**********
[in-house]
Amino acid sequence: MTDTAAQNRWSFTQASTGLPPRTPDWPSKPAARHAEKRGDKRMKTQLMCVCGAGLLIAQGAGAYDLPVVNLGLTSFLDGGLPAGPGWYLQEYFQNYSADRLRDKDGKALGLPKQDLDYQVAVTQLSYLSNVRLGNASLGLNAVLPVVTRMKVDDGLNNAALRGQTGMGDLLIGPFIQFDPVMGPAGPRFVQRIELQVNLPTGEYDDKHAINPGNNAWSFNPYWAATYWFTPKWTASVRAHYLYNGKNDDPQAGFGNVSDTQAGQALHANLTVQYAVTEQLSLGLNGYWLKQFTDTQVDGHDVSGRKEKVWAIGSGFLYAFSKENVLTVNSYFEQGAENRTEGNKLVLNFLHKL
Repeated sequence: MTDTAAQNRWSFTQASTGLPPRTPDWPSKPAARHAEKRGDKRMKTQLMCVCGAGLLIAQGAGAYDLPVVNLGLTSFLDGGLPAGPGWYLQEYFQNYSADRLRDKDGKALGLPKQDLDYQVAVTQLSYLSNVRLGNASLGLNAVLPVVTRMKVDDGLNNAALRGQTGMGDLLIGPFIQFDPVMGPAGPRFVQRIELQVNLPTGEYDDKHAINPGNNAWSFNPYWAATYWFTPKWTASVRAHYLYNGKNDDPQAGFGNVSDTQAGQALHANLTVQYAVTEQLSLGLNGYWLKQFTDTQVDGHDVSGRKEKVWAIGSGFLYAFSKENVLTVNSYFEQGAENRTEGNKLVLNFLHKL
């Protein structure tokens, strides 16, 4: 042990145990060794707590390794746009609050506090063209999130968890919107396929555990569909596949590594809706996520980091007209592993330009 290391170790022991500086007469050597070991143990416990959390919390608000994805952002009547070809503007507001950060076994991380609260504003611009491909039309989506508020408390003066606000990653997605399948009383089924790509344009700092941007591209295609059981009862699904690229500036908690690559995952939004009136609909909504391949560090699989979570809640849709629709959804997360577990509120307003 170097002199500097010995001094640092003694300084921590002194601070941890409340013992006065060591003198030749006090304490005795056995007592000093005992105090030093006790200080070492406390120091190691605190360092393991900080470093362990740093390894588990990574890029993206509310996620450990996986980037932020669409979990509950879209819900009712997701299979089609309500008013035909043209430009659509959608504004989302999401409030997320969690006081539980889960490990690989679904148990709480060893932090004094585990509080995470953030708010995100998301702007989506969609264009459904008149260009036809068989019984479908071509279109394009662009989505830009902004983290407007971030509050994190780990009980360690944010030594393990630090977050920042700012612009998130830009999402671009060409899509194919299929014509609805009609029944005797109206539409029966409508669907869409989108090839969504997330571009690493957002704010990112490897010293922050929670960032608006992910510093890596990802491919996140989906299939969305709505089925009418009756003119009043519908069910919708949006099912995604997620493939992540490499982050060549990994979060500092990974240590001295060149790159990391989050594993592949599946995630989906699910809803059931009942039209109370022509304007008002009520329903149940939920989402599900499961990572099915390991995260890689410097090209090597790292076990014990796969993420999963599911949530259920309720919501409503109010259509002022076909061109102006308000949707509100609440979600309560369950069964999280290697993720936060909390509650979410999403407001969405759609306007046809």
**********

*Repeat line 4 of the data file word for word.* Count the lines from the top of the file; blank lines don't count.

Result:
């Protein structure tokens, strides 16, 4: 042990145990060794707590390794746009609050506090063209999130968890919107396929555990569909596949590594809706996520980091007209592993330009 290391170790022991500086007469050597070991143990416990959390919390608000994805952002009547070809503007507001950060076994991380609260504003611009491909039309989506508020408390003066606000990653997605399948009383089924790509344009700092941007591209295609059981009862699904690229500036908690690559995952939004009136609909909504391949560090699989979570809640849709629709959804997360577990509120307003 170097002199500097010995001094640092003694300084921590002194601070941890409340013992006065060591003198030749006090304490005795056995007592000093005992105090030093006790200080070492406390120091190691605190360092393991900080470093362990740093390894588990990574890029993206509310996620450990996986980037932020669409979990509950879209819900009712997701299979089609309500008013035909043209430009659509959608504004989302999401409030997320969690006081539980889960490990690989679904148990709480060893932090004094585990509080995470953030708010995100998301702007989506969609264009459904008149260009036809068989019984479908071509279109394009662009989505830009902004983290407007971030509050994190780990009980360690944010030594393990630090977050920042700012612009998130830009999402671009060409899509194919299929014509609805009609029944005797109206539409029966409508669907869409989108090839969504997330571009690493957002704010990112490897010293922050929670960032608006992910510093890596990802491919996140989906299939969305709505089925009418009756003119009043519908069910919708949006099912995604997620493939992540490499982050060549990994979060500092990974240590001295060149790159990391989050594993592949599946995630989906699910809803059931009942039209109370022509304007008002009520329903149940939920989402599900499961990572099915390991995260890689410097090209090597790292076990014990796969993420999963599911949530259920309720919501409503109010259509002022076909061109102006308000949707509100609440979600309560369950069964999280290697993720936060909390509650979410999403407001969405759609306007046809």